So you want to get more from your workout, you say? Great. I’ve got a solution for you. Finishers are one of the top tested and true strategies that elite athletes use all over the world.
Why do they work? And what are they, exactly?
I’ve got the details here for you today. Trust me with one thing though; once you try these, you’ll never view training in the same way again. These will push your limit to the max, all while ensuring that you get into the best possible shape of your life.
Here’s what you need to know.
What Are Finishers?
A finisher is, as the name suggests, a way to finish you off during your workout session. And believe me, they will do just that.
A finisher is a technique that should last more than say 10 minutes but should evoke a very high level of fatigue, training your body to do more in any workout or activity you do.
Finishers typically involve some type of high rep, low rest protocol, which is what gets your heart rate up there and makes those muscles burn.
As you do this, you train the muscle fibers to continue exercising and contracting despite this lactic acid build-up, which then means that when you go back to doing your regular sets once again, you are going to be able to work harder for longer.
The end result? You see remarkable progress taking place.
Sprint Training For Fat Loss
When it comes to fat loss, sometimes less is actually more. This is just the case with sprint training. Sprint training has you exercising for very short bursts of exercise, often lasting just 15-30 seconds. Don’t let the short duration fool you though, the real magic happens after the exercise is done.
With sprint training, you will burn a high number of calories with each sprint you do, but since you aren’t sprinting all that long, the total calorie burn isn’t all that impressive. Your average 10 sprint training session may burn around 100-150 calories depending on how heavy you are and how hard you work.
Big deal, you might be thinking, right?
Here’s where it gets more interesting though. After your sprint training session, studies have shown that you can increase your resting metabolic rate for up to 48 hours post workout. So even if you are burning just 10 calories more per hour (which for most people, means burning around 75 calories or so per hour rather than 65 calories per hour while sedentary), this means you will be burning off 480 more calories all because of that 10 minute workout.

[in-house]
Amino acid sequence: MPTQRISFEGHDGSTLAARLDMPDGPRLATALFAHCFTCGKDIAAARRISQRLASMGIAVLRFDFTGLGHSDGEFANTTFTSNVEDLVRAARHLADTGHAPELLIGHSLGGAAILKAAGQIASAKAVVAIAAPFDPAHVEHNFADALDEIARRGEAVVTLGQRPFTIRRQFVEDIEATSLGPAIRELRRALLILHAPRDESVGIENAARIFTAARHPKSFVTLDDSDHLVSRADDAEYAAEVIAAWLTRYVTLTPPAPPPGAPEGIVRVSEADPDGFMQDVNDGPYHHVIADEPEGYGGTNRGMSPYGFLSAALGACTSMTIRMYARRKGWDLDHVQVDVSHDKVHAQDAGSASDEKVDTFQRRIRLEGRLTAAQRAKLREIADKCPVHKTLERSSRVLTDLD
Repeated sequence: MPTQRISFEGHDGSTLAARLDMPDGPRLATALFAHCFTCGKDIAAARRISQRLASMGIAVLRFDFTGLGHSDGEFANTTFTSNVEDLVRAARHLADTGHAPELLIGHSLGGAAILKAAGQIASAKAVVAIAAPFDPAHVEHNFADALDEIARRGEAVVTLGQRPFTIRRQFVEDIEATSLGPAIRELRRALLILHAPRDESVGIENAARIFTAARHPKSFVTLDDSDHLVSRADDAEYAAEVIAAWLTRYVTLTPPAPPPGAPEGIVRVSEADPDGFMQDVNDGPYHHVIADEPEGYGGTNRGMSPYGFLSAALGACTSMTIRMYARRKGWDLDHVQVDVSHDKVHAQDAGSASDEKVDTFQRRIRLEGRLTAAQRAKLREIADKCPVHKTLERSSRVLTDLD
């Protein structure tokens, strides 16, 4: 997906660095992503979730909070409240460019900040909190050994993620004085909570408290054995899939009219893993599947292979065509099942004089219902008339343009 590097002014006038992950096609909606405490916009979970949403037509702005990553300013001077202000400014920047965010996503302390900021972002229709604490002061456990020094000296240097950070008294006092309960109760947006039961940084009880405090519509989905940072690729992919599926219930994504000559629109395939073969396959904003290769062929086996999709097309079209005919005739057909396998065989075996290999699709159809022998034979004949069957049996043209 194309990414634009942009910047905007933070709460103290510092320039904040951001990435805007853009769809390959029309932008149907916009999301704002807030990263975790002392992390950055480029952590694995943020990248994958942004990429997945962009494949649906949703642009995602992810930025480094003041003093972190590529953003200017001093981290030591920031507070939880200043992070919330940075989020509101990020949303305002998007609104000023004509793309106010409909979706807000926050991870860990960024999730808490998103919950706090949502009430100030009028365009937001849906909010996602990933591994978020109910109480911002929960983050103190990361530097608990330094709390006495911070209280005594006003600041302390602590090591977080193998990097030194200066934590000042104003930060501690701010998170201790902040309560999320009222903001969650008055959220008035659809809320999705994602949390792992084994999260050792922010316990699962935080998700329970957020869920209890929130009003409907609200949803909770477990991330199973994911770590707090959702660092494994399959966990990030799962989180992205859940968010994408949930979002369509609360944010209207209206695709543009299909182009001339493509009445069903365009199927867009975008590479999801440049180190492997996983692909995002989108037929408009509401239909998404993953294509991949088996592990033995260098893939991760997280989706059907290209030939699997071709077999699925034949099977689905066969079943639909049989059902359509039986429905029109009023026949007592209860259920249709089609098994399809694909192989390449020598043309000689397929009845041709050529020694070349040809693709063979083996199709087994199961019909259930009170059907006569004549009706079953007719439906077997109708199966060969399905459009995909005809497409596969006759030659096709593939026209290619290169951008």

This is huge when it comes to total body fat loss. Remember that there are 3500 calories in one pound of body fat, so by having a weekly calorie burn that’s around 2000 calories more (including the sprint workouts themselves), this means you’ll net a weight loss of more than half a pound of weight all because of three, 10 minute sprint training workouts. That’s just 30 minutes of exercise to help you lose half a pound.
You would never see this with steady state cardio training. To burn 2000 calories with that form of exercise, you’d need to do roughly 350 minutes worth of activity going at a moderate pace.
Which would you rather put in, 30 minutes or 350 minutes?
I hope the choice is clear.
Sprint Training For Combat and Sport Athletes
When you think of strong athletes and fighters, what tends to come to mind? A sense of power? A sense of strength? A muscular, lean body that can do almost anything – or so it seems?
This is all what sprint training helps you with. Sprint training involves going from 0-100 in a matter of milliseconds. Your mission with this workout is to accelerate to top speed as quickly as possible and then hold that top speed there for a brief period of time.
After that, rest is then taken and you repeat the process all over again. This helps train those fast twitch muscle fibers to contract with greater force, giving you the power that you need to become highly athletic.
This means whenever you go to take a punch or kick, or sprint across the field to get a ball, you’ll have more force behind you with every move that you make.
And, because this particular drop set finisher is so repetitive, you’ll build the endurance that allows you to keep going without running out of gas. It really is the best method to turn yourself into an unstoppable athlete.
Training On The Treadmill
To do these finishers, we’ll be using a treadmill. Now, you might ask why. Isn’t going outside better?
The problem with doing your sprint workouts outside is that there is no way to actually gauge exactly what you are doing. You want precision here. You want to know, without a doubt, that with each session you do, you are doing more than you did before. And, the only way to do this is with the metrics that a treadmill gives you.
It’ll tell you your speed and distance, therefore you have all the critical information you need to know.
Just one tip: keep the treadmill going at all times. Rather than speeding up and slowing down with each sprint you do, just keep the treadmill at max pace and hop off the treadmill during those rest periods. It’s a fare more effective way to do this workout.
Treadmill Drop Set Workout Video
Now that you know the basics of the drop set finisher, let’s show you the protocol.
Dolezal, Brett Andrew, et al. Muscle damage and resting metabolic rate after acute resistance exercise with an eccentric overload. Diss. University of Kansas, Health, Sport, and Exercise Sciences, 1998.